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Report, 2007

Det oändliga Examensarbetet

Lindroos, Ola


A completed thesis is a prerequisite for a bachelor and a master’s degree. Non-completion has therefore serious consequences for both students and university. In this report, the frequency of non-completion is quantified through register analysis and contributing factors are analysed through interviews. Even though the empirical material originates from the Department of forest resource management, the discussion of measures for increasing successful completion is more general in nature. Thirty-four percent of the 95 theses started between the fall semester of 1999 and the fall semester of 2006 were not completed. Of the theses started before 2006, 16% were not completed. If this share is representative for the faculty, it implies that only 84% of the students can graduate. Furthermore, 75% of the completed theses were not ready on time. According to the interviews, the most important influencing factors for successful completion were supervisor engagement and student competence. That students are employed before the theses are completed was also considered important, but was pointed out to be a symptom of theses not being completed on time. Keeping to the allotted time frame is considered the most important success variable for the completion of theses. To reach a high quality result within a limited time frame is, however, not easy and a dilemma in education. The greatest potential for improving this situation is in different kind of structural changes, both in the education program and in the supervision of theses. Since the higher education is based on the student’s free will to participate, it is of high relevance to consider how different measures influence the student’s motivation to complete the thesis. Two factors are considered to have the greatest improvement potential at the department level: thesis planning seminars early in the thesis work and evaluations of the theses’ duration time. These simple measures create structures that both on the short and long term standardise the supervision of theses and discover cases in which extra support is needed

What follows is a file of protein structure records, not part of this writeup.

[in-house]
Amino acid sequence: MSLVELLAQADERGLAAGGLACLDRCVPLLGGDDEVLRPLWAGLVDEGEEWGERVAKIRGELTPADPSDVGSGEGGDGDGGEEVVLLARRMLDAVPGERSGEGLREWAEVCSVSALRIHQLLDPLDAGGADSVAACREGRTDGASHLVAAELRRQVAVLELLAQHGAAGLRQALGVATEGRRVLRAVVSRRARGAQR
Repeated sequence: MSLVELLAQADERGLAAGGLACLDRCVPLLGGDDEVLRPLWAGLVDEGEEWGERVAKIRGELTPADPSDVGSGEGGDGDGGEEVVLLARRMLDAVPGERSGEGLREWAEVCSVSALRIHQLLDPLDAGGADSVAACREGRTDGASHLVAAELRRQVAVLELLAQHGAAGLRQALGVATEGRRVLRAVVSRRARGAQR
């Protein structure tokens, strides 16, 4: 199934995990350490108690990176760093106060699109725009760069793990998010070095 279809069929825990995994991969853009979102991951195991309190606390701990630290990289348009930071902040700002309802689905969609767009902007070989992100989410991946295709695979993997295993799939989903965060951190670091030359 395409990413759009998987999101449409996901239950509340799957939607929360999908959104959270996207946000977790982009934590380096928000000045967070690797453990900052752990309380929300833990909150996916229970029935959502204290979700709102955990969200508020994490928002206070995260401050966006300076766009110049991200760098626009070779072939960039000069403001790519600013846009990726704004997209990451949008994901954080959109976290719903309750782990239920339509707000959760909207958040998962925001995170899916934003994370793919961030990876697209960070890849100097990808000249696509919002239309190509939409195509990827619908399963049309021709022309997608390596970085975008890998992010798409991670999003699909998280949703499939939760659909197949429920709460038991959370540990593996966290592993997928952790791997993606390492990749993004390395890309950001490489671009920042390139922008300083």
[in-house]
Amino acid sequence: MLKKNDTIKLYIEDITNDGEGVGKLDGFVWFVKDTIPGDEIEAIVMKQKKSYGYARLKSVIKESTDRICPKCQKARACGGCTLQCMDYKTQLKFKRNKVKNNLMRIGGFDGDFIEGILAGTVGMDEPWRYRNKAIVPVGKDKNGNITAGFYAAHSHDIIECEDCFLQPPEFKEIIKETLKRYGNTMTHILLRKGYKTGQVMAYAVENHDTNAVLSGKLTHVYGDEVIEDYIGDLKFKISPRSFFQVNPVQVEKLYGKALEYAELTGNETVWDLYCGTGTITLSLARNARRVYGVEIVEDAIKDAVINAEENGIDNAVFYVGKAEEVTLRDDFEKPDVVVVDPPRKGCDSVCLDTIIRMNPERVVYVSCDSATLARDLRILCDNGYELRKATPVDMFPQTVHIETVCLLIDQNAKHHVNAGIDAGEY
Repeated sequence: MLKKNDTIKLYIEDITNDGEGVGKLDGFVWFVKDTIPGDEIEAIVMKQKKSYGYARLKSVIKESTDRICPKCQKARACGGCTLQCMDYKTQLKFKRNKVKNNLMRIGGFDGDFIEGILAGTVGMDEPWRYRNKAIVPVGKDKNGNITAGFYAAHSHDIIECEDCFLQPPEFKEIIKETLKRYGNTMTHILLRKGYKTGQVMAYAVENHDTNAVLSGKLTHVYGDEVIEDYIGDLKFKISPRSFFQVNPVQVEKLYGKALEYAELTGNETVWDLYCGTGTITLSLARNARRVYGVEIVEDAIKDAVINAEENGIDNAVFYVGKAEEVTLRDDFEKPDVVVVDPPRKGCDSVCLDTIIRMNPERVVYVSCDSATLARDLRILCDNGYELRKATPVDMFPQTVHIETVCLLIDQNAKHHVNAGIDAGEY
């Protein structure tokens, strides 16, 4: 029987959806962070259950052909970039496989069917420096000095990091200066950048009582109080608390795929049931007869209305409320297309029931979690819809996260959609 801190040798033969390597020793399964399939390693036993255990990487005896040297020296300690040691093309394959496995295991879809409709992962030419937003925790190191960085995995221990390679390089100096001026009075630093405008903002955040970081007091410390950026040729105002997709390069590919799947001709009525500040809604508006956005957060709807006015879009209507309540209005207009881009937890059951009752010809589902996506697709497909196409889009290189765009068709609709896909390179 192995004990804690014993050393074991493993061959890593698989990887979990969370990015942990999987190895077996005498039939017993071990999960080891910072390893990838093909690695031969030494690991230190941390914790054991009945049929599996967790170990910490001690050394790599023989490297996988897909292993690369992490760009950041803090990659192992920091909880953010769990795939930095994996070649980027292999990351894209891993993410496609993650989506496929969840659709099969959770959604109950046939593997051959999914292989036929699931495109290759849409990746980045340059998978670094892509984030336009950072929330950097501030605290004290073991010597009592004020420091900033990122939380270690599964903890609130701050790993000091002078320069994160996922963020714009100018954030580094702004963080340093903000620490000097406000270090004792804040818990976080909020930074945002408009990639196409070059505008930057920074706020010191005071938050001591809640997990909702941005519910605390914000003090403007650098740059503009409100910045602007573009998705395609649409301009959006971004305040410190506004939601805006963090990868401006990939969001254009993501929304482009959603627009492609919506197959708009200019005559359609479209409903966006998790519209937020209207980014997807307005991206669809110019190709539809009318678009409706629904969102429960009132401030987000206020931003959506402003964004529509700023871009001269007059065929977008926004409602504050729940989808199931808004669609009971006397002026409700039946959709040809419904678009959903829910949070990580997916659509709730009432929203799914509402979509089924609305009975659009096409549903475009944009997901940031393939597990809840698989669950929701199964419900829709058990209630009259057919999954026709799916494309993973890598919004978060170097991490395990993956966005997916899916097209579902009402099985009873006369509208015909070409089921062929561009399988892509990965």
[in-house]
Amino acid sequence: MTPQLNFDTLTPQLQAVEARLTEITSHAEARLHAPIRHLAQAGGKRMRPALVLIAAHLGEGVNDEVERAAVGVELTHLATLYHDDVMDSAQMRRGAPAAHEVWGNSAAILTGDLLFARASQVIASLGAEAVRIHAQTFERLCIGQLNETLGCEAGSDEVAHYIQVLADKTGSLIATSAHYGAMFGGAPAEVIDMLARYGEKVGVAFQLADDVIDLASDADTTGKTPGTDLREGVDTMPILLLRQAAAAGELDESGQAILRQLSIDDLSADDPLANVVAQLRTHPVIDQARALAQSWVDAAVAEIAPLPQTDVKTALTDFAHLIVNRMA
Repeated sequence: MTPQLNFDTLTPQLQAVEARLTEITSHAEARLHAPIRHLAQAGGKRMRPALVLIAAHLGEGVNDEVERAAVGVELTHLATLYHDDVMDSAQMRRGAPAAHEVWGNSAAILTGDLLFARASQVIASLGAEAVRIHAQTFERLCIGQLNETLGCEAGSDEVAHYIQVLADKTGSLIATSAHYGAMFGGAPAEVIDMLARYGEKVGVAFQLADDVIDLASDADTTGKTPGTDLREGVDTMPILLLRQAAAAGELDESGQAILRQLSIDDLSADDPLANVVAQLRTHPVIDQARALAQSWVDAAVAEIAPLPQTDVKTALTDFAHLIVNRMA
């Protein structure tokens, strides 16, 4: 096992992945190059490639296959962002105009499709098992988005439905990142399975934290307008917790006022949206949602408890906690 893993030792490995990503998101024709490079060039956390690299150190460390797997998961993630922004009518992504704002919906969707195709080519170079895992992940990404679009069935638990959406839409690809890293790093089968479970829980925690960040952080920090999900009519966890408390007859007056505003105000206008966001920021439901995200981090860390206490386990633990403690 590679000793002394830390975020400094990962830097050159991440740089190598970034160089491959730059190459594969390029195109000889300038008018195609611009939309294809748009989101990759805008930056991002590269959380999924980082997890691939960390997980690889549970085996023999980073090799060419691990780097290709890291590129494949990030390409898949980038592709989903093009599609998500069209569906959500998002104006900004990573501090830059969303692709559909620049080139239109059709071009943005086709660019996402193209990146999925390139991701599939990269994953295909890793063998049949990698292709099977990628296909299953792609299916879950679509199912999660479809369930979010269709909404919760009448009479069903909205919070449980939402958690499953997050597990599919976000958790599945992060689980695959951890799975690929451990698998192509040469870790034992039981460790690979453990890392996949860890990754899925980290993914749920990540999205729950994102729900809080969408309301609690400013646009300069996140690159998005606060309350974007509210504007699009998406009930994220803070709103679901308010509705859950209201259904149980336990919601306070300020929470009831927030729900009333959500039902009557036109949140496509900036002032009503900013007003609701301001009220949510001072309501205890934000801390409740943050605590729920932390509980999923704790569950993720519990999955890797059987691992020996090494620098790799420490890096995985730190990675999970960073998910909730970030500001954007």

Published in

Arbetsrapport / Sveriges lantbruksuniversitet, Institutionen för skoglig resurshushållning
2007, number: 191
Publisher: SLU